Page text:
Bill allowing community colleges to raise intersession tuition moves forward in Senate

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The California Senate Education Committee passed a controversial bill on Wednesday that would allow California Community Colleges to charge in-state residents out-of-state tuition during winter and summer sessions.

Despite opposition from some community college administrators, AB 955 passed 5-2, with two senators abstaining, and will now be sent to the Senate Appropriations Committee. Authored by Assemblymember Das Williams, D-Santa Barbara, the bill would allow community college districts to cover the cost of offering more extension courses by raising tuition for in-state residents from an average of $46 per unit to around $200 per unit. Last Monday, the bill was passed in the California Assembly.

Williams said he authored the bill in response to budget cuts that forced community colleges to cut offerings of important courses. Proponents of the bill hope it will permit community colleges to offer courses that would help students to transfer or earn a degree during shorter intercessions. These programs would only be eligible for colleges that have been at enrollment capacity for the preceding two years.

“What is very key about my bill is that community colleges can only add new sections that students often take years getting through the waiting lists for,” Williams said. “We have to urgently look for ways to give students access to the courses they need.”

Brice Harris, chancellor of the California Community Colleges system, was one of the many AB 955 opponents who spoke at Wednesday’s California Senate Education Committee hearing. Harris and others said they worried the bill could create a two-tier system of those who can and cannot afford the increased tuition.

“I think this bill is bad public policy, creating a two-tiered fee system depending on demand or ability to pay,” Harris said. “There are far better ways of dealing with the issue than charging students more and more money.”

Williams said in response to the concerns, the bill was amended to downscale the number of colleges participating to 15 campuses and would have a sunset of six years.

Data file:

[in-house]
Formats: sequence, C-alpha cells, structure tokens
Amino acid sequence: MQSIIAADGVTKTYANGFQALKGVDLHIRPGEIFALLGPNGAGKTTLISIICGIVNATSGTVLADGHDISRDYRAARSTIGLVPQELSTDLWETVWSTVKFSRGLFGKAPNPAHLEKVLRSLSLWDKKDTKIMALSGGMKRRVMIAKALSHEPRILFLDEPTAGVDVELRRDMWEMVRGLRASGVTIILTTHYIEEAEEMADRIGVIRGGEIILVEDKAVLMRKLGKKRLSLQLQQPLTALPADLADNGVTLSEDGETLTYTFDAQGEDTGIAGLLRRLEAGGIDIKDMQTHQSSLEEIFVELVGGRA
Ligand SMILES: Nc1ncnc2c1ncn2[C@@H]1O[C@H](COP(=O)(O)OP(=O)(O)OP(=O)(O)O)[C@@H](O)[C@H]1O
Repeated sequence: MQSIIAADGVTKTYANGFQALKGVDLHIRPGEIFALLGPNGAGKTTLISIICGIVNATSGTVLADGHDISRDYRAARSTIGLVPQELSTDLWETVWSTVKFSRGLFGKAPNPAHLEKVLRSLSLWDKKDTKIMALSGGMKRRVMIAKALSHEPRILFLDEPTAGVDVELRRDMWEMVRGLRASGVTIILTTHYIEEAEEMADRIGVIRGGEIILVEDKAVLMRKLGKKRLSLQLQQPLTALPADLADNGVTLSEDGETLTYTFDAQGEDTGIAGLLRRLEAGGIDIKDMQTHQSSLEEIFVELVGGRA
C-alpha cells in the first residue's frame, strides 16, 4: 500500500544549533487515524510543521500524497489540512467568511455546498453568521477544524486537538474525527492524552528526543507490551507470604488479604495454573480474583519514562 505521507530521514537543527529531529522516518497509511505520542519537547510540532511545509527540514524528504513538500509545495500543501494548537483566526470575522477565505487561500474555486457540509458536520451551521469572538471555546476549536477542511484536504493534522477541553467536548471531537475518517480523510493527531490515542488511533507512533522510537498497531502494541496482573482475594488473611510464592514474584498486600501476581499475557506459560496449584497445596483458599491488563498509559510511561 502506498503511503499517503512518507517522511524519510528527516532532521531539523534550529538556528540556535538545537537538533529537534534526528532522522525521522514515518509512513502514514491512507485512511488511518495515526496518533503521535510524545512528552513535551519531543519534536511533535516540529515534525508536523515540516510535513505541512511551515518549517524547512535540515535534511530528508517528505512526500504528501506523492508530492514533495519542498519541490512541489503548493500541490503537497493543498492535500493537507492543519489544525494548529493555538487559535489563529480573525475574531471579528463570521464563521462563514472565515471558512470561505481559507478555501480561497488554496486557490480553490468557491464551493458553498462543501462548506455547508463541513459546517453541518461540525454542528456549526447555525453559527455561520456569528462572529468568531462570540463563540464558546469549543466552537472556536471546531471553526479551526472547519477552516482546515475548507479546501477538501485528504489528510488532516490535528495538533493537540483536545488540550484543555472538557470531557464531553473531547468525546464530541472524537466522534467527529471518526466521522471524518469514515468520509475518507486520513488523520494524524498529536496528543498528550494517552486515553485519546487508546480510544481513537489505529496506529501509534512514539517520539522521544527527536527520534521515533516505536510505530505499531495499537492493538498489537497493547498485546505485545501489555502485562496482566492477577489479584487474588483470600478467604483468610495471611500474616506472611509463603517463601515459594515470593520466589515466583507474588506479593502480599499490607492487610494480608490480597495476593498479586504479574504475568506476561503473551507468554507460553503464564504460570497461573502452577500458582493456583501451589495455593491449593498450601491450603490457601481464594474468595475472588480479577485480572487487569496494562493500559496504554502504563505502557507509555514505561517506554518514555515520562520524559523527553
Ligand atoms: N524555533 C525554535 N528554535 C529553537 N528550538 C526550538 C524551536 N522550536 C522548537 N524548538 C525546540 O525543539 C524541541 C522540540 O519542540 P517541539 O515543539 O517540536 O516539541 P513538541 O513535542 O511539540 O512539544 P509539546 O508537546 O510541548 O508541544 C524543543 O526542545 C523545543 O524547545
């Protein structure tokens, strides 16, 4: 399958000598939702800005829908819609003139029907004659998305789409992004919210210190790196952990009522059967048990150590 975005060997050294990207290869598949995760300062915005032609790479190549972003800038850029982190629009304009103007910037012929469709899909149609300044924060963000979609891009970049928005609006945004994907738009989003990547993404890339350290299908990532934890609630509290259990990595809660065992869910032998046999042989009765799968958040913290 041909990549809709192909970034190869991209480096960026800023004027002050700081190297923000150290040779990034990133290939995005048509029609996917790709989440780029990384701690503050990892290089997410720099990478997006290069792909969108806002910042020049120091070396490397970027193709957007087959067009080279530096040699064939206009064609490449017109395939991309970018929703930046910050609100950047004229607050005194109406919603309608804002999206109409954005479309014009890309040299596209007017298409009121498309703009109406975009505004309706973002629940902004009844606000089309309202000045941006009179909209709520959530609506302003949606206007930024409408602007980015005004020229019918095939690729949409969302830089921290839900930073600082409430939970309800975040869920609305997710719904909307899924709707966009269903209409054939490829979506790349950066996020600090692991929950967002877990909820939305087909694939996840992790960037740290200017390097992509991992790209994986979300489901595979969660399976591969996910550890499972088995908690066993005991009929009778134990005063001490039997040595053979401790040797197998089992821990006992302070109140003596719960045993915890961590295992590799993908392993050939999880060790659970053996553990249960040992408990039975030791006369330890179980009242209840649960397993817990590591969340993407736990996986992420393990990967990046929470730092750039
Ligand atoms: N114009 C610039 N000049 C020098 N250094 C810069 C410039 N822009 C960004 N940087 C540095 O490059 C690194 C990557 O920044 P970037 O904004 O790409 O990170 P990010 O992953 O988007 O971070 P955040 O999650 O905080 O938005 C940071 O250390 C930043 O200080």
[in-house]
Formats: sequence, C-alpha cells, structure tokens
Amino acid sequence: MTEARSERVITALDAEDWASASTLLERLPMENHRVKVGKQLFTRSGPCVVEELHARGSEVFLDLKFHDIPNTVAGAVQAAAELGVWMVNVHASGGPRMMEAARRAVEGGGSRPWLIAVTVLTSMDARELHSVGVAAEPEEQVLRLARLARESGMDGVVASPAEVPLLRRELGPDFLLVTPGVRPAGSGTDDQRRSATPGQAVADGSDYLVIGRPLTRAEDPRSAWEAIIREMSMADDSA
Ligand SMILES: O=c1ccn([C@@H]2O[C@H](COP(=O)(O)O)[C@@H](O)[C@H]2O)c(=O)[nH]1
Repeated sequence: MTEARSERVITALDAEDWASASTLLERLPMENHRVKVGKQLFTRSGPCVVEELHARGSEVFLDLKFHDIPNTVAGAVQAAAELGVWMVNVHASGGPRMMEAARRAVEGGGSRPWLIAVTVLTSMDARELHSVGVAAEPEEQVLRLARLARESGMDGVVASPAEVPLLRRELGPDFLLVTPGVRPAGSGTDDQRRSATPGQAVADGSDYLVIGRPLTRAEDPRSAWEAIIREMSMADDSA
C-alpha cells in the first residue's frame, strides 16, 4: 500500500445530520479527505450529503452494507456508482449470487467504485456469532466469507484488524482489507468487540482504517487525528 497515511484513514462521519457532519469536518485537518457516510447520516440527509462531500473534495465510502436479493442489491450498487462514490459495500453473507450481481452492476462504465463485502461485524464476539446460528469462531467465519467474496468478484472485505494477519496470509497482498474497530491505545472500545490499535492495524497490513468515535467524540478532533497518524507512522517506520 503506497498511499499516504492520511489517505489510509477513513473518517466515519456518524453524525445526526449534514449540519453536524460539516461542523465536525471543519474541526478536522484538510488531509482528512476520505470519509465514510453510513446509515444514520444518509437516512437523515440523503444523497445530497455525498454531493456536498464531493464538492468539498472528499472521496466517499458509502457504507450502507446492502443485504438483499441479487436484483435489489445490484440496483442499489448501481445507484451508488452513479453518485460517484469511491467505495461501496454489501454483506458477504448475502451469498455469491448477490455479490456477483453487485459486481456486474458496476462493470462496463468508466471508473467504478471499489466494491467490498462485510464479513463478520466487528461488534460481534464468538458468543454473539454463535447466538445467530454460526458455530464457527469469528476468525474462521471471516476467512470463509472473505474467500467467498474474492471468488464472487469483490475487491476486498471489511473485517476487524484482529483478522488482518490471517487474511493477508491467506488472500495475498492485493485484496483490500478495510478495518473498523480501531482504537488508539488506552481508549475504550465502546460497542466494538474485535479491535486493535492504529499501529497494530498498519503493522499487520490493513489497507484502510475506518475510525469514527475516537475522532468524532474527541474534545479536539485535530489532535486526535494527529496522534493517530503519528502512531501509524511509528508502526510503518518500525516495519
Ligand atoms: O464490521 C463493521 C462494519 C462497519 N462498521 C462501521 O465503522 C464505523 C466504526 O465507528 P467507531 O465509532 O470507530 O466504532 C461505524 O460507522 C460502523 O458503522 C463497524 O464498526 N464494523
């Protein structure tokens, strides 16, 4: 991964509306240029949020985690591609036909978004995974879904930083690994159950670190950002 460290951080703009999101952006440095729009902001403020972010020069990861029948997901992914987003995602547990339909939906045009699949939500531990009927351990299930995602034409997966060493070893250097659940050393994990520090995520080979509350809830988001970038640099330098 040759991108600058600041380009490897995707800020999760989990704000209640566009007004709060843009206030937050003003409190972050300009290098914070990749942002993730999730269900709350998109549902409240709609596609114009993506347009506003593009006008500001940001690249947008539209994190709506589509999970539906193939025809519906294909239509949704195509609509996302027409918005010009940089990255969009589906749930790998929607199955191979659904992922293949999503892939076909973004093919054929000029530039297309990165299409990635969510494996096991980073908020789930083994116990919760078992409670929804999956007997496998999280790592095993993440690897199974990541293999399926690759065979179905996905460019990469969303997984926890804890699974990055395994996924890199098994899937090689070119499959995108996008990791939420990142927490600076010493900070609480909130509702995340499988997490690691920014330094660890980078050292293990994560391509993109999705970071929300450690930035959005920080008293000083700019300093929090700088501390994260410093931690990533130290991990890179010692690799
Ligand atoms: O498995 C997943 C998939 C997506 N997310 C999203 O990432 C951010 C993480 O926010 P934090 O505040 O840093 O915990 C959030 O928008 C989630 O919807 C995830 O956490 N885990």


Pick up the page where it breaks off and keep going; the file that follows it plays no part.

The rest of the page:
Several other groups, such as the Faculty Association of California Community Colleges, a professional membership association with nearly 10,000 members across the states, have also voiced their opposition.

“We are philosophically opposed to this bill, because we don’t believe that community colleges function to support the haves over the have-nots,” said Jonathan Lightman, executive director of the FACCC.

According to Lightman, members of the FACCC participated in a joint coalition with community college students and faculty members, the California Community College Chancellor’s Office and representative districts to lobby against the bill at the state Capitol on Tuesday.

Community colleges remain divided on this bill. College of the Canyons, along with a handful of other community colleges, are in support of AB 955. Fernando Vasquez, the associated student government president at College of the Canyons, testified in support of the bill on Wednesday at the hearing.

“We can’t afford to wait anymore,” Vasquez said. “We need classes so we can transfer and get jobs.”

Jose Ortiz, the chancellor of the Peralta Community College district, was also among those who spoke at the state Capitol on Wednesday. The Peralta Community College district, which includes Berkeley City College as well as other community colleges in the area, has expressed strong opposition to the bill.

“This bill will push our students to further financial aid and would require them, in my opinion, to move into further debt,” Ortiz said.

Contact Jane Nho at [email protected]